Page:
Alleviating Emotional Suffering in the Wake of Disaster or Crises 

“Volunteering with the Crisis Emotional Care Teams is the most rewarding and the most enriching experience I’ve ever had. It’s something I'll carry with me for the rest of my life.”

- Amrantha Kalra

When a community has experienced a major disaster or crisis, Vibrant is there providing tailored just-in-time support and care, both in-person and virtual, to help communities on their path to healing.


87 deployments across 9 calls for support


Almost 3,000 people served

Crisis Emotional Care Teams

This year, clinical psychotherapist Amrantha Kalra deployed with Vibrant’s Crisis Emotional Care Team to Virginia to provide crisis emotional health counseling to women and families arriving in the U.S. from Afghanistan.  

I have volunteered for two deployments with Vibrant’s Emotional Care Teams in Leesburg, Virginia, where I assisted Afghani families fleeing Taliban control. Since the Taliban resumed power in Kabul, many Afghani families have fled Afghanistan for safety. When they arrive in the U.S. they are held in temporary housing at different locations while government officials arrange their resettlement across different states in the U.S. My role is to be on site for nearly two weeks, providing voluntary emotional health services to those in need. CECT volunteers are social workers, psychologists, professional counselors, marriage and family therapists, or psychiatrists. We bring our skills to crisis situations, offering the healing tools and resources these families need to begin their path toward recovery and independence.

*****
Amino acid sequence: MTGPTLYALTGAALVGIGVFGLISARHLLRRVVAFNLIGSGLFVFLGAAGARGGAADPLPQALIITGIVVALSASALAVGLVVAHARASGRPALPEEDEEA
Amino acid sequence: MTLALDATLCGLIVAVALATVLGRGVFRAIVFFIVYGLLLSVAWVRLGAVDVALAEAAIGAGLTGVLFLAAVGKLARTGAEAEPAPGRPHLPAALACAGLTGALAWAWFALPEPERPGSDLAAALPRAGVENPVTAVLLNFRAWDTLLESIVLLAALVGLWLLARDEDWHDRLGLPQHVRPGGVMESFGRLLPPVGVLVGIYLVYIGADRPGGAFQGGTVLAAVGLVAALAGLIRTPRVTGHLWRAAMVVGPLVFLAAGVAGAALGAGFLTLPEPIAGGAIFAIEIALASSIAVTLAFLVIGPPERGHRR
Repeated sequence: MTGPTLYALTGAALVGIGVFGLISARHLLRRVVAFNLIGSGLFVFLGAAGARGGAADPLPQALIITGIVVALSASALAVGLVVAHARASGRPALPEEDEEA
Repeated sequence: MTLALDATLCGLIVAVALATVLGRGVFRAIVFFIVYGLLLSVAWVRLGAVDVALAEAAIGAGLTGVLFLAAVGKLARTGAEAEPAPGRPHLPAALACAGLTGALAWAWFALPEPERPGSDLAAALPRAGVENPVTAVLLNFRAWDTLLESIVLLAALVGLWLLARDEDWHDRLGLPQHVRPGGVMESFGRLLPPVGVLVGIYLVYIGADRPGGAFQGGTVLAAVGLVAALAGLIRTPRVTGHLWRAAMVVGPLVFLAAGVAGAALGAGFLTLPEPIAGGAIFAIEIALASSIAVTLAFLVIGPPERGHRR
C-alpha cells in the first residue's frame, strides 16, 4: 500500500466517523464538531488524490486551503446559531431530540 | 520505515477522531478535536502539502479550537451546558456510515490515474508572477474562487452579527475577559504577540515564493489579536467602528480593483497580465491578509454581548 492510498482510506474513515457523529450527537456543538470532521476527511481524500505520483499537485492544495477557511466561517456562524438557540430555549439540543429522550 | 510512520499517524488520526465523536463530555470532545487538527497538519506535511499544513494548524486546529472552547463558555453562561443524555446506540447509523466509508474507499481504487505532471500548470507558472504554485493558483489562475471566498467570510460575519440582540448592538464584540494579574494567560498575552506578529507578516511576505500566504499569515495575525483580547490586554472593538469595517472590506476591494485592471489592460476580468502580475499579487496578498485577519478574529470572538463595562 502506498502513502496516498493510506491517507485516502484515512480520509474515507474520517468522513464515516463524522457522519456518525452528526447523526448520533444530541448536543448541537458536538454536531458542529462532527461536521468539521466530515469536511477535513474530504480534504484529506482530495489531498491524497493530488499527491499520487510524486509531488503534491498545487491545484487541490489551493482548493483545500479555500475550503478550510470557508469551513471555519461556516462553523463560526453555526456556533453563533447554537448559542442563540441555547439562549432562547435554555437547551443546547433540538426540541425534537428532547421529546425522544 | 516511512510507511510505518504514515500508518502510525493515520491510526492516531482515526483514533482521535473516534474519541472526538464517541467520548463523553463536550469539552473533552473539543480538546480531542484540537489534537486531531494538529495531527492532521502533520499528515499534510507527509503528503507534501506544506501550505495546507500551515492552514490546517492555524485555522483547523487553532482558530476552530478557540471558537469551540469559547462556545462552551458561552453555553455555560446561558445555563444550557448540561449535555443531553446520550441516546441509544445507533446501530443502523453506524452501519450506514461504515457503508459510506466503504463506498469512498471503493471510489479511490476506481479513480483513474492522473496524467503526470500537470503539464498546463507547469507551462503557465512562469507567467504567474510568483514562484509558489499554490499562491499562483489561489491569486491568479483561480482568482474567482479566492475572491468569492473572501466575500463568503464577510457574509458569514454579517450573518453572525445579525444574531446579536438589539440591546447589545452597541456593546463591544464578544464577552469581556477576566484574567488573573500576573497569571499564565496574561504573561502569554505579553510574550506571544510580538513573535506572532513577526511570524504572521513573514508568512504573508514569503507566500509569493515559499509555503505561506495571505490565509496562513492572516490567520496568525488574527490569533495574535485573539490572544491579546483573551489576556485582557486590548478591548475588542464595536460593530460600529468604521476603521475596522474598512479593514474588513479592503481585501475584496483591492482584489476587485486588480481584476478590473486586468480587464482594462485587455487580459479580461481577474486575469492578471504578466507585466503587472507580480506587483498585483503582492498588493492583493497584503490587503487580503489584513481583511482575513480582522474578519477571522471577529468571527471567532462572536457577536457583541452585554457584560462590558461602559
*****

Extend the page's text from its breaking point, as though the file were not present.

The families I encountered arrived extremely exhausted and confused. They didn’t know what to expect, and often felt overwhelmed. I introduced myself, explained my role, and how I could help them. Instead of jumping immediately to “How are you feeling?” I’d ask, “Do you feel safe where you’re living?” or “Do you have the food and water that you need?” As clinicians, we are equipped with sophisticated approaches for crisis interventions, but sometimes these simple questions are just what’s needed for people to feel seen and heard.

There is one woman I encountered on this deployment that will always stay with me—a mother of 5, alone for the first time with her children and without her husband or other male family member by her side. Having come from a culture where men are expected to make decisions on behalf of the family, she was suddenly thrust into this leadership role, dealing with U.S. government officials, clinicians, and other authority figures. She was coping with some health issues that turned into a crisis situation due to her level of distress. At one point, as she was crying, I instinctively felt that she needed personal touch, so I asked if it was ok if I held her hand. She nodded yes. The next day, she approached me and explained, “It felt like my sister was with me, which made me feel like I would be ok.” It is often something as simple as human touch or warmth and hope that helps them feel like they will get well. We all have the power to give people that comfort.

Working with Vibrant has offered me the rare opportunity to work with different populations and a range of behavioral health needs. Thanks to the exceptional training offered by Vibrant’s CECTs, I always felt prepared to expect the unexpected, and deliver high-quality emotional care support to those in crisis.